John Cam Hobhouse diary: fresh content and new location
The diary of John Cam Hobhouse on the Web has undergone some changes. It’s current location at www.Hobby-O.com has moved to the Blog site of Peter Cochran at http://petercochran.wordpress.com/hobhouses-diary/. With the move comes significant new content, including full coverage from the years 1809-1824 and new material from Hobhouse’s time in London and Switzerland.
From the foreword to the Hobhouse diary:
John Cam Hobhouse (1786-1869) was Byron’s best friend. Educated at Westminster and Trinity College Cambridge, he travelled east with Byron in 1809, was Best Man at Byron’s wedding in 1815, travelled across Switzerland in Byron’s company in 1816 after the separation, around Rome with Byron in 1817, and lived with Byron in Venice in the same year. He met Byron at Pisa again in 1822, after Byron’s facetious poem on his imprisonment in Newgate, My Boy Hobby-O, had almost terminated their friendship. As a member of the London Greek Committee he encouraged Byron on his last journey in 1823; and had he insisted, Byron’s memoirs would almost certainly not have been destroyed in 1824.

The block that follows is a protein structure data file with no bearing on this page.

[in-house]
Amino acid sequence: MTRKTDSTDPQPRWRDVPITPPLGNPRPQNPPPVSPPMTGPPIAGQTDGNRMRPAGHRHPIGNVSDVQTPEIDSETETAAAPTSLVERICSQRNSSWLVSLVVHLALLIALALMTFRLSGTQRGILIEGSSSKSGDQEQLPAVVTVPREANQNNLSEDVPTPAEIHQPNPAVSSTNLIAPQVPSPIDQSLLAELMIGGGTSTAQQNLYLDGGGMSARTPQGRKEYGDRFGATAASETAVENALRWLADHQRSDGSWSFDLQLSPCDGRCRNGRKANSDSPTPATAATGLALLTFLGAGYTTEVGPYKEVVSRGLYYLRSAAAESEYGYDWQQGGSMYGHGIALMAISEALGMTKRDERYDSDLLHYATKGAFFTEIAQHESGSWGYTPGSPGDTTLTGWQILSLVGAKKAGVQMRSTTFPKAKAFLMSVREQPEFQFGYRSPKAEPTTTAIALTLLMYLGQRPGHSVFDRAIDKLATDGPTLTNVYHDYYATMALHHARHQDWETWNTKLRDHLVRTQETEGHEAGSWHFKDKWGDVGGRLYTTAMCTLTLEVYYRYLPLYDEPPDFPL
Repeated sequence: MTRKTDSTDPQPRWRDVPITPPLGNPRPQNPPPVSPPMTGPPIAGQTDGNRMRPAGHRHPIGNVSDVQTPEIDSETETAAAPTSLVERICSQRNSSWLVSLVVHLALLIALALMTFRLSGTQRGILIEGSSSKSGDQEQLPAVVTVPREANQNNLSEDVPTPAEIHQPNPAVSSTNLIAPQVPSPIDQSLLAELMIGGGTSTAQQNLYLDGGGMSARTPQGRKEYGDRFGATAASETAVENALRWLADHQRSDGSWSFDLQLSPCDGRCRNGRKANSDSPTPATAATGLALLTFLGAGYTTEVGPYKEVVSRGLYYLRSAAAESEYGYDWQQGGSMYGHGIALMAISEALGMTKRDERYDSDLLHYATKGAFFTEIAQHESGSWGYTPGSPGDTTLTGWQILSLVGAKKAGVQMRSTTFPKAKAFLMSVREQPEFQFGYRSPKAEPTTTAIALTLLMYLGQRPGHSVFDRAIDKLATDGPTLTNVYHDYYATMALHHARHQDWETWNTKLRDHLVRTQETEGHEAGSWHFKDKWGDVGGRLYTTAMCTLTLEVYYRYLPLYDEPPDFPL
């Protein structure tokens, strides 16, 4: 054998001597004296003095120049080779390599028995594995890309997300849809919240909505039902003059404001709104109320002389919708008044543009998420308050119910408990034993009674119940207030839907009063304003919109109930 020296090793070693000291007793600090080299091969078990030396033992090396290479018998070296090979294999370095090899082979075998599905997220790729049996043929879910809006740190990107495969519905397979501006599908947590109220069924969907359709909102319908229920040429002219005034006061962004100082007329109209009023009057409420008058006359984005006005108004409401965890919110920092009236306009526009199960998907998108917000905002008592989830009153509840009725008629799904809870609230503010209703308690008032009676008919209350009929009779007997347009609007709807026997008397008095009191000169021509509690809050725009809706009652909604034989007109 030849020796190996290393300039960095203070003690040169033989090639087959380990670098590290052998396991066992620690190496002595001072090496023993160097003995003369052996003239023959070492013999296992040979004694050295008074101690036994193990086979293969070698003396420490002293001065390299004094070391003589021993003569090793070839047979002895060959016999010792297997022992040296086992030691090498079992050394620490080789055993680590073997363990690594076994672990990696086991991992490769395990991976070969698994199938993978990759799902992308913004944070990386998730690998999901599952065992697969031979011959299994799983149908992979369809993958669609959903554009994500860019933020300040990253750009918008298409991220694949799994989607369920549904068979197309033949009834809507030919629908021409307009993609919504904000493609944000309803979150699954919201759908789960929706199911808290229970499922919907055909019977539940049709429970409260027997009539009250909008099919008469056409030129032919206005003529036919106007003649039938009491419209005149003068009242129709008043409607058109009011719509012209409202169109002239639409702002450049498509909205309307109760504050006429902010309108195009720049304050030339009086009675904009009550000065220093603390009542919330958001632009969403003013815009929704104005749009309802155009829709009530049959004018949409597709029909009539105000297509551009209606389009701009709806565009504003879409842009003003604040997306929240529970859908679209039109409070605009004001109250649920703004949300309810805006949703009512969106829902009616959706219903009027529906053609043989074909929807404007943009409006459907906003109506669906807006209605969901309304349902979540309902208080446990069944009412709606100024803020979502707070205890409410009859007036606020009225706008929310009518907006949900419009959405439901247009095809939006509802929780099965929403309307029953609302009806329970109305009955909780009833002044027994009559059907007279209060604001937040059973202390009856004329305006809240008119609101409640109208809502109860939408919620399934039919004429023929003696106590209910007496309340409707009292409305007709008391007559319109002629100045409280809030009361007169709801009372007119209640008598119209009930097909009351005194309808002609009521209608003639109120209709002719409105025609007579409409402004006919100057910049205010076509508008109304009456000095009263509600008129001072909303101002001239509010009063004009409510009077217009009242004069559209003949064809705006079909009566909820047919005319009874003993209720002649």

Hobhouse’s diary was published in heavily truncated and censored form, as part of Recollections of a Long Life, edited by his daughter, Lady Dorchester, in six volumes between 1909 and 1911. He had used it as the basis for three previous publications: A Journey through Albania, and other Provinces of Turkey in Europe and Asia, to Constantinople, during the years 1809 and 1810 (1813), Travels in Albania and other Provinces of Turkey in 1809 and 1810 (1855) and Italy: Remarks made in several visits from the year 1816 to 1854 (1859).
John Cam Hobhouse’s diary is one of the two major texts written about Byron by his contemporaries which has still to see the full light of day – though it is about much more than Byron, for Hobhouse became, as he cast off his Byronic shackles, a significant political figure in his own right. The sections on his two Napoleonic French excursions – on both of which he went without Byron – are worth books in themselves. His weeks in Newgate, just before he was elected MP for Westminster, will be included. However, the extent to which he played Sancho to Byron’s Quixote – Pylades to Byron’s Orestes – Hal to Byron’s Falstaff – Horatio to Byron’s Hamlet – Celia to Byron’s Rosalind – cannot be exaggerated, and will have justice done to it.